. . . which leads me to ask why Dino dos Santos would create such a beautiful legible, feature-rich font set, only to package it in a manner which would frustrate most users?

Make no mistake: far be it frome me to criticize such a talented designer - I'm grateful beyond words that Musee was released publicly - but how is one supposed to access all the glyphs? Why not simply include the extra problem-causing ligatures and the like in a separate OpenType file? Or was dos Santos thinking only of InDesign users, or perhaps *future* users down the road, when OT technology matures sufficiently?

dan_reynolds's picture

Or was dos Santos thinking only of InDesign users, or perhaps *future* users down the road, when OT technology matures sufficiently?

Probably. This seems to be more or less an industry-standard for new fonts. I have a feeling (and I'm sorry that this is no consolation for you) that most font users who specifically want to set advanced typographic features do their typesetting virtually soley in Quark, InDesign, or Illustrator.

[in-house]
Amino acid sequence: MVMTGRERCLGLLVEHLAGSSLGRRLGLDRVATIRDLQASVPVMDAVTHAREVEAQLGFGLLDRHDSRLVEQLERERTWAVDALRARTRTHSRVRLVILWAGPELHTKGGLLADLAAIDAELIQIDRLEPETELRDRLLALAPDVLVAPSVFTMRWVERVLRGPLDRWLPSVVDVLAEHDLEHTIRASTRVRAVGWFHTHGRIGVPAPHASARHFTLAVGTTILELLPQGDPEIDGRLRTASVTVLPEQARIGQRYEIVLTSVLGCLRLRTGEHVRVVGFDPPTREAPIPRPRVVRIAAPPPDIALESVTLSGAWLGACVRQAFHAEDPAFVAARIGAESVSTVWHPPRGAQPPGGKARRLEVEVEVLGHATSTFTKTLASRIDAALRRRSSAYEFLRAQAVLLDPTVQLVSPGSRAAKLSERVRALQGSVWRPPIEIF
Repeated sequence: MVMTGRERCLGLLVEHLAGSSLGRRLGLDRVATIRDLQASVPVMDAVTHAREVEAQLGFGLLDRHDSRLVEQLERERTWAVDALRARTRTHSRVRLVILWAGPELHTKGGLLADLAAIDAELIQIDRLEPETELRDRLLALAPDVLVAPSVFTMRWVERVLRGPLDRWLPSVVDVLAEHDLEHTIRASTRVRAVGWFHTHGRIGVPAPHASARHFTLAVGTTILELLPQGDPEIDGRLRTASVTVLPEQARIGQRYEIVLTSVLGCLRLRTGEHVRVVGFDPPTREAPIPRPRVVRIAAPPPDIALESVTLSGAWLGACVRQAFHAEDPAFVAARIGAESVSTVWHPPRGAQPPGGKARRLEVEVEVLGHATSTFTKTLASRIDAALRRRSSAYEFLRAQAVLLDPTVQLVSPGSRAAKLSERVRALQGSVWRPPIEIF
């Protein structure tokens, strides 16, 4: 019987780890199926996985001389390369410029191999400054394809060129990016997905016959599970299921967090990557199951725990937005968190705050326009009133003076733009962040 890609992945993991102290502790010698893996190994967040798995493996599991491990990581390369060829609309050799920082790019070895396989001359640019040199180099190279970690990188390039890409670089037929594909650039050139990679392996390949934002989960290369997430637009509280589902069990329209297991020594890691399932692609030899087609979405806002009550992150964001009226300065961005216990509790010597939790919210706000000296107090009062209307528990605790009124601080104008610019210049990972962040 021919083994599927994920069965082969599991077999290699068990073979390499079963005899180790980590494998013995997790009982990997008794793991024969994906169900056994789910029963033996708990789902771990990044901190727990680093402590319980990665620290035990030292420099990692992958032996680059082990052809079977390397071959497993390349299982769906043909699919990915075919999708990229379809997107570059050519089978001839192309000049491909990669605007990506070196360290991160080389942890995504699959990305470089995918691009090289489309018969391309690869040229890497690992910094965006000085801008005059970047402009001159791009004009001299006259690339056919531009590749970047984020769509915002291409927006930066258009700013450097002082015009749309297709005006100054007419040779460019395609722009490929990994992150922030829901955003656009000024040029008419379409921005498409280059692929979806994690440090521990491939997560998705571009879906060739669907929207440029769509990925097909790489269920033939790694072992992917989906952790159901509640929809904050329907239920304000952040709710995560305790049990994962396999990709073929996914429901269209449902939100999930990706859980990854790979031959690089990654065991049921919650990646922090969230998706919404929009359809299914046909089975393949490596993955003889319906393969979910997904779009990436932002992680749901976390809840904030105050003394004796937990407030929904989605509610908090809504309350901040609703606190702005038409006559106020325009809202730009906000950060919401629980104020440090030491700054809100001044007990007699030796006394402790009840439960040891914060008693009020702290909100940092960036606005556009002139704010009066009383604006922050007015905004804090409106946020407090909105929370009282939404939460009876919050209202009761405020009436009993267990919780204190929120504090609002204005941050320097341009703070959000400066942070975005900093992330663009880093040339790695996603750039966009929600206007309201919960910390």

Palatine's picture

Then it looks like I'll need to invest in InDesign. I was going to do it anyway. ;-)

In any case, I do appreciate all the help and kind responses.

Miguel Sousa's picture

It's definitely NOT Dino's fault. The decision-makers behind MS Office are the ones that do not seem to be willing to allow their users to make "good typography".
Let's face it, what can you expect from a word-processing application that does not have kerning ON by default?!? Well, maybe they're right and we're ones wrong here. Maybe you need to stick to a layout application instead...